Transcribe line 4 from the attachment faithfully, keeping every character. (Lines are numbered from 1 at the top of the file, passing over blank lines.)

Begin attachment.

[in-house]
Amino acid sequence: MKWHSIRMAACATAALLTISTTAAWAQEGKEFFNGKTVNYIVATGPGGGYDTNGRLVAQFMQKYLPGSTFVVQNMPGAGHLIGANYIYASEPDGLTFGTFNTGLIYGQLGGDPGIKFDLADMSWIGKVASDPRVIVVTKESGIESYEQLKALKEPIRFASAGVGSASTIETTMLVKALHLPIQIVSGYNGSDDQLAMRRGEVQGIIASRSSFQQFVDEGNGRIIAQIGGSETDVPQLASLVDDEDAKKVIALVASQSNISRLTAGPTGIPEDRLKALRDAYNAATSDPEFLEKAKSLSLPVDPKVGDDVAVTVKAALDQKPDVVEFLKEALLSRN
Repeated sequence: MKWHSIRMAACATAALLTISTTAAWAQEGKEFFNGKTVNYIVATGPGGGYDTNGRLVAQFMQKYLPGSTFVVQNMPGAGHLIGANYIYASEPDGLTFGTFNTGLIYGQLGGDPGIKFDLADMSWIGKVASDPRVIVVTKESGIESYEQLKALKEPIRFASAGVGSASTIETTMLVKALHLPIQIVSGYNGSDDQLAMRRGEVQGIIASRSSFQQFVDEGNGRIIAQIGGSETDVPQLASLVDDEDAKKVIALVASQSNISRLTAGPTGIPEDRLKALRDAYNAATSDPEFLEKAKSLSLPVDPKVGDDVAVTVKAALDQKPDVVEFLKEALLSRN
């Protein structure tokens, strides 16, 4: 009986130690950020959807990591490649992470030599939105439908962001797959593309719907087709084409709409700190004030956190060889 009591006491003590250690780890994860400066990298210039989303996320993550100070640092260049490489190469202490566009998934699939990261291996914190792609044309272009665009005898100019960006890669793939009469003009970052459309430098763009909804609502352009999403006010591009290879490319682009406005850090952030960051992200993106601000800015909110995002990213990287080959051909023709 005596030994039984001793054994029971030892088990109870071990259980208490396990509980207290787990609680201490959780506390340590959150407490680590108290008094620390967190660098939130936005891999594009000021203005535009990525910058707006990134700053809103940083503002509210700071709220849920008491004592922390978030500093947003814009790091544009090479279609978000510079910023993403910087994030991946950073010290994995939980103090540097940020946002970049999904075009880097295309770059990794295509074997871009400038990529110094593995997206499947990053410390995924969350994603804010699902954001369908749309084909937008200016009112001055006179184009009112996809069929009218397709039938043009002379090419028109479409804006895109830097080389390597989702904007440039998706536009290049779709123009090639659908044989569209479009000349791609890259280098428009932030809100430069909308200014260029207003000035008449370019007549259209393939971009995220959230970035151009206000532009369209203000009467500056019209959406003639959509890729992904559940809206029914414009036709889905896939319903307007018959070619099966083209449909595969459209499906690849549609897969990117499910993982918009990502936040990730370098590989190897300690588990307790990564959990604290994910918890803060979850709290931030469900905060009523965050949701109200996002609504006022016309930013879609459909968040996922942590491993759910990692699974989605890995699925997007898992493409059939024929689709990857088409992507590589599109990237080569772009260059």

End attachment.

């Protein structure tokens, strides 16, 4: 009986130690950020959807990591490649992470030599939105439908962001797959593309719907087709084409709409700190004030956190060889 009591006491003590250690780890994860400066990298210039989303996320993550100070640092260049490489190469202490566009998934699939990261291996914190792609044309272009665009005898100019960006890669793939009469003009970052459309430098763009909804609502352009999403006010591009290879490319682009406005850090952030960051992200993106601000800015909110995002990213990287080959051909023709 005596030994039984001793054994029971030892088990109870071990259980208490396990509980207290787990609680201490959780506390340590959150407490680590108290008094620390967190660098939130936005891999594009000021203005535009990525910058707006990134700053809103940083503002509210700071709220849920008491004592922390978030500093947003814009790091544009090479279609978000510079910023993403910087994030991946950073010290994995939980103090540097940020946002970049999904075009880097295309770059990794295509074997871009400038990529110094593995997206499947990053410390995924969350994603804010699902954001369908749309084909937008200016009112001055006179184009009112996809069929009218397709039938043009002379090419028109479409804006895109830097080389390597989702904007440039998706536009290049779709123009090639659908044989569209479009000349791609890259280098428009932030809100430069909308200014260029207003000035008449370019007549259209393939971009995220959230970035151009206000532009369209203000009467500056019209959406003639959509890729992904559940809206029914414009036709889905896939319903307007018959070619099966083209449909595969459209499906690849549609897969990117499910993982918009990502936040990730370098590989190897300690588990307790990564959990604290994910918890803060979850709290931030469900905060009523965050949701109200996002609504006022016309930013879609459909968040996922942590491993759910990692699974989605890995699925997007898992493409059939024929689709990857088409992507590589599109990237080569772009260059």